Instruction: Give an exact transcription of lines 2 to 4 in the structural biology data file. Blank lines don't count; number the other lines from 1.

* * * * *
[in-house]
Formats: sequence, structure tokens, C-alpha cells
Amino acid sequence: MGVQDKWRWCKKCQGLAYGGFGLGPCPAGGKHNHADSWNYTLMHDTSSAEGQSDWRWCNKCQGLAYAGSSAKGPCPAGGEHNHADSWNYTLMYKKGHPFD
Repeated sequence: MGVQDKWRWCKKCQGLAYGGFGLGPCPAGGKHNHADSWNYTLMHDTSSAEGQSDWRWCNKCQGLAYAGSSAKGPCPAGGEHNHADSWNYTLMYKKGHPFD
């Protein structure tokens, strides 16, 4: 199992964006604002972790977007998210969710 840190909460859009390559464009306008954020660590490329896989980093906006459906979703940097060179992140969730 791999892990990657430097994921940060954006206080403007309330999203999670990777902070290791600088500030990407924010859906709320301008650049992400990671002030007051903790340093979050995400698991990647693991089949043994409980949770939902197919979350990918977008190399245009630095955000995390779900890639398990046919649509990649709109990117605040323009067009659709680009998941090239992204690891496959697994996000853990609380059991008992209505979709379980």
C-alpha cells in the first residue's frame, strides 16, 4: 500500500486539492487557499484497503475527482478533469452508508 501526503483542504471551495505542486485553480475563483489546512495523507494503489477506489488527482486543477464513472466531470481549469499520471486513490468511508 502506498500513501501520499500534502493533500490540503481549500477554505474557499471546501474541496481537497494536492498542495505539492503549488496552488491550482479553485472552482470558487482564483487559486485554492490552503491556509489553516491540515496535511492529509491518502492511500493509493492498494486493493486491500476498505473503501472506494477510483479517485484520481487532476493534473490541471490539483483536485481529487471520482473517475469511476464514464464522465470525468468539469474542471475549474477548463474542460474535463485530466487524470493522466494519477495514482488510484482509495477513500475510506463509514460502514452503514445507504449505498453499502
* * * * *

Formats: sequence, structure tokens, C-alpha cells
Amino acid sequence: MGVQDKWRWCKKCQGLAYGGFGLGPCPAGGKHNHADSWNYTLMHDTSSAEGQSDWRWCNKCQGLAYAGSSAKGPCPAGGEHNHADSWNYTLMYKKGHPFD
Repeated sequence: MGVQDKWRWCKKCQGLAYGGFGLGPCPAGGKHNHADSWNYTLMHDTSSAEGQSDWRWCNKCQGLAYAGSSAKGPCPAGGEHNHADSWNYTLMYKKGHPFD